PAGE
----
-General merchandise stores were down 1% month-over-month seasonally adjusted but up 1% unadjusted year-over-year;
-Furniture and home furnishings stores were down 1.1% month-over-month seasonally adjusted but up 0.4% unadjusted year-over-year;
-Electronics and appliance stores were down 3.5% month-over-month seasonally adjusted and down 9.9% unadjusted year-over-year; and
-Clothing and clothing accessory stores were down 6.8% month-over-month seasonally adjusted and down 19.2% unadjusted year-over-year.
Last month, NRF issued its estimates for the 2020 holiday shopping season, with a bullish forecast, calling for an expected 3.6%-to-5.2% annual gain, to between $755.3 billion and $766.7 billion in total sales. In 2019, total U.S. holiday retail sales saw a 4% annual gain, to $729.1 billion, with holiday sales seeing an average annual gain of 3.5% over the last five years.
NRF defines the holiday shopping season as being comprised of holiday retail sales for the months of November and December, excluding sales data from automobile dealers, gasoline stations, and retailers.
NRF President and CEO Matthew Shay said on a media conference last month that 2020 has been unique and this year is expected to be a holiday season unlike any other, as it has dealt with the trio of the pandemic, the election, and civil unrest, and has created challenges. And he also lauded the emphasis and priority that retailers placed on the health and safety of their teams, customers and communities where they work and live, going back to the onset of the pandemic, with retailers serving these communities on the front lines.
NRF Chief Economist Jack Kleinhenz said on the call that 2020 retail sales could exceed the forecasted range or come in below the range, depending on how the contours of the economy develop.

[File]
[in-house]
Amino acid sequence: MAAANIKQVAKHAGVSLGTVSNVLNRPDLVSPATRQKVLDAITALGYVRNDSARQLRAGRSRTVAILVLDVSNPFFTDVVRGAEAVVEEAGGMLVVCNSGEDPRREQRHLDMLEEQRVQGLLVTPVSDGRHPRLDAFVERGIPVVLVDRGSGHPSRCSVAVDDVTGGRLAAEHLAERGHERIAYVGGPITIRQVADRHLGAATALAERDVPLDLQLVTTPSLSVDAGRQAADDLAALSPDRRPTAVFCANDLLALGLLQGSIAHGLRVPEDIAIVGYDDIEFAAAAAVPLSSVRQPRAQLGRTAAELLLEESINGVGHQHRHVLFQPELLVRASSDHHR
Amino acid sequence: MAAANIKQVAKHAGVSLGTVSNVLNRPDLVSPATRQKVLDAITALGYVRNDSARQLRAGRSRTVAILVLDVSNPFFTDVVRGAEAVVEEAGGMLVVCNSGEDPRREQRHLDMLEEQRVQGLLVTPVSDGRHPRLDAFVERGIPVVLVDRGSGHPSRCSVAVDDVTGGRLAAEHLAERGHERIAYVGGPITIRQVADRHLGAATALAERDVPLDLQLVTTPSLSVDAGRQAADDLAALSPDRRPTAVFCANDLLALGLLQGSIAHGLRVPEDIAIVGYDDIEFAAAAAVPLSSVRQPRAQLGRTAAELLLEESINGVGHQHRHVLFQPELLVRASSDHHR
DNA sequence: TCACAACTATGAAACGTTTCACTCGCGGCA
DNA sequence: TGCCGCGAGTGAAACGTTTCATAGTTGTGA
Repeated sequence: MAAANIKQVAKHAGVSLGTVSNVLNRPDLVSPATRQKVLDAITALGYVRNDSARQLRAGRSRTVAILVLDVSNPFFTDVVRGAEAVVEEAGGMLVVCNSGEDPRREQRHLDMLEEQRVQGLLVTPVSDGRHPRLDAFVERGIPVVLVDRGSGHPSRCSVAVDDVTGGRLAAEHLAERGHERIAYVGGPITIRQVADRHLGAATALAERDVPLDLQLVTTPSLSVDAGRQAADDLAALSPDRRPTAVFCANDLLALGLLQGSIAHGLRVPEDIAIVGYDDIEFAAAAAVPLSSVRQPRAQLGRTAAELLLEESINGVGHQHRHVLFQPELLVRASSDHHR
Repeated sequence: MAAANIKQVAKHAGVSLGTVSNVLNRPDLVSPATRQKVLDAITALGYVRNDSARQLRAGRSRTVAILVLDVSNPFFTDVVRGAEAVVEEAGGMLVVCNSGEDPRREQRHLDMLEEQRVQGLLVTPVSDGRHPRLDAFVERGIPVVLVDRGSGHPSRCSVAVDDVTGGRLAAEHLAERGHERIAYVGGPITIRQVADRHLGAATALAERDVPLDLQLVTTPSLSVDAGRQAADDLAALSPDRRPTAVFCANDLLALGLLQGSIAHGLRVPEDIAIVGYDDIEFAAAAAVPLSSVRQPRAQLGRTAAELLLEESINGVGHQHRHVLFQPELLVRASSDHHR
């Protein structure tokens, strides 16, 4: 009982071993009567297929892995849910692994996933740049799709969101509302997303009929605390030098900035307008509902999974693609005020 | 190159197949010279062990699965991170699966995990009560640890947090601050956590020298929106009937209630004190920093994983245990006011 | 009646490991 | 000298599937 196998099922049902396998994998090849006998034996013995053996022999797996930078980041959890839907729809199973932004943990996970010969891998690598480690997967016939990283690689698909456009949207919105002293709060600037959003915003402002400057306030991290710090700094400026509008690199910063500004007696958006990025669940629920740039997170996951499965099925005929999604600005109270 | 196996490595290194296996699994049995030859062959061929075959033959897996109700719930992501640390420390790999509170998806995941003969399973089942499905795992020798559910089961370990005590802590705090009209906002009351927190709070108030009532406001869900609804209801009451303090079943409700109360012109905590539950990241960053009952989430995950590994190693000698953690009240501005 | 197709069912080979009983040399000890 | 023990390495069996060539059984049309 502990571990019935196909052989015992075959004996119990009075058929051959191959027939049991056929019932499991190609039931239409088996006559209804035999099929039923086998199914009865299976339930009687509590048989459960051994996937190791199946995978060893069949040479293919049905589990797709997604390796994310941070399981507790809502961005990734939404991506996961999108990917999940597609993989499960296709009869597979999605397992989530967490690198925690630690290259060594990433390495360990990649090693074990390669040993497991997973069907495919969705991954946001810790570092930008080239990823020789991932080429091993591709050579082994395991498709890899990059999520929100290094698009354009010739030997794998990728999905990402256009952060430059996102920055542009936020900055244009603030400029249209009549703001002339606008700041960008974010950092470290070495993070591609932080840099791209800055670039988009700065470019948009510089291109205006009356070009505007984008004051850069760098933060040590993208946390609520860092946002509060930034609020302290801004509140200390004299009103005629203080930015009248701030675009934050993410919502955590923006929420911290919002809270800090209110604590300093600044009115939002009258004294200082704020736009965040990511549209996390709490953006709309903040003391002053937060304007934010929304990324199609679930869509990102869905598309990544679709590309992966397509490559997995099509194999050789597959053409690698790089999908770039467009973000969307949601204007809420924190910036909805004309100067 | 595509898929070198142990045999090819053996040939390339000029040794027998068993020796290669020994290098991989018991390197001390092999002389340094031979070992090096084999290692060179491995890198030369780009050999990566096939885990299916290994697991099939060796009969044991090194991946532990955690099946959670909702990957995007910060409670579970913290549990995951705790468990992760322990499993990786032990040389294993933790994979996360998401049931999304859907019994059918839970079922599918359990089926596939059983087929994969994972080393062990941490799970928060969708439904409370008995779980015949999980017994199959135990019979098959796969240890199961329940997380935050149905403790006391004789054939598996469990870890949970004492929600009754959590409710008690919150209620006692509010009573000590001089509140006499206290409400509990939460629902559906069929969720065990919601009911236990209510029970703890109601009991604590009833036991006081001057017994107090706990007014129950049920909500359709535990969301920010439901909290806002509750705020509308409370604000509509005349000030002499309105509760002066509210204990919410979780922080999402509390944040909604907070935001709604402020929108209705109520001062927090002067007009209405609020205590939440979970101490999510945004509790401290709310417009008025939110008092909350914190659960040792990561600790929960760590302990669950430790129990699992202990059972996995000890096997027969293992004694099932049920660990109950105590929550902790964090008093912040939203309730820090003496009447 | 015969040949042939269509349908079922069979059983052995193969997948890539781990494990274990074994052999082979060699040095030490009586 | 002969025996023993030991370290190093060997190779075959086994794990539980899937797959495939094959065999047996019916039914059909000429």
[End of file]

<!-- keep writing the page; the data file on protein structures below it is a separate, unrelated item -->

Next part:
“There is no doubt that we are in the most unusual economic environment in our lifetimes,” he said. “I cannot think of a period with so many simultaneous factors hitting the economy at once when formulating this forecast.”
The NRF’s economist added that there is uncertainty about consumers’ willingness to spend, but with the economy improving most have the ability to spend.
“Consumers have experienced a difficult year but will likely spend more than anyone would have expected just a few months ago,” noted Kleinhenz. “After all they’ve been through, we think there’s going to be a psychological factor that they owe it to themselves and their families to have a better-than-normal holiday. There are risks to the economy if the virus continues to spread, but as long as consumers remain confident and upbeat, they will spend for the holiday season.”
About the Author
Jeff Berman, Group News Editor
Jeff Berman is Group News Editor for Logistics Management, Modern Materials Handling, and Supply Chain Management Review. Jeff works and lives in Cape Elizabeth, Maine, where he covers all aspects of the supply chain, logistics, freight transportation, and materials handling sectors on a daily basis. Contact Jeff Berman